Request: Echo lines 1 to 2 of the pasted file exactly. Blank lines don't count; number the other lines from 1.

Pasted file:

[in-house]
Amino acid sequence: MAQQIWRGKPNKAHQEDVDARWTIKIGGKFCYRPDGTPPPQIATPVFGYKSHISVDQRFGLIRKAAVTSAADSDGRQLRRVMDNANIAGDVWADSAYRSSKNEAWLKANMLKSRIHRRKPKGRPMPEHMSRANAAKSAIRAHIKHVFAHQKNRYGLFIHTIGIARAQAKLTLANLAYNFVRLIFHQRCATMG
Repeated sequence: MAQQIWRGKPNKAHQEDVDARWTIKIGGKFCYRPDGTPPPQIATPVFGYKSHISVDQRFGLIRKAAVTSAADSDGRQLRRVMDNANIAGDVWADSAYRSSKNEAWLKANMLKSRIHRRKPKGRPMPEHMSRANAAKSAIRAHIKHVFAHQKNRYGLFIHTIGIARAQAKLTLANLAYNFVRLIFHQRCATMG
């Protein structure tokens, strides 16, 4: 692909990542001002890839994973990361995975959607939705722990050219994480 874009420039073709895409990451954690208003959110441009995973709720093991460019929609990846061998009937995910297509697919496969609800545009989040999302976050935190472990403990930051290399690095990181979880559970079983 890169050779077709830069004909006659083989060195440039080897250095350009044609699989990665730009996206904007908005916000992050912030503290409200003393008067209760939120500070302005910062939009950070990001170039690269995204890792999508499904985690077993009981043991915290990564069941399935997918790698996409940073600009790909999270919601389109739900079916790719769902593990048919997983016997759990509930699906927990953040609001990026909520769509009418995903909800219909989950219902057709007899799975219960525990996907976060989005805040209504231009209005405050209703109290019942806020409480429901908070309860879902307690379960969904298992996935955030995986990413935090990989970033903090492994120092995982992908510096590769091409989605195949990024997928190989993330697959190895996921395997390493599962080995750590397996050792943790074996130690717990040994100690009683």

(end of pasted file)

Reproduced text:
[in-house]
Amino acid sequence: MAQQIWRGKPNKAHQEDVDARWTIKIGGKFCYRPDGTPPPQIATPVFGYKSHISVDQRFGLIRKAAVTSAADSDGRQLRRVMDNANIAGDVWADSAYRSSKNEAWLKANMLKSRIHRRKPKGRPMPEHMSRANAAKSAIRAHIKHVFAHQKNRYGLFIHTIGIARAQAKLTLANLAYNFVRLIFHQRCATMG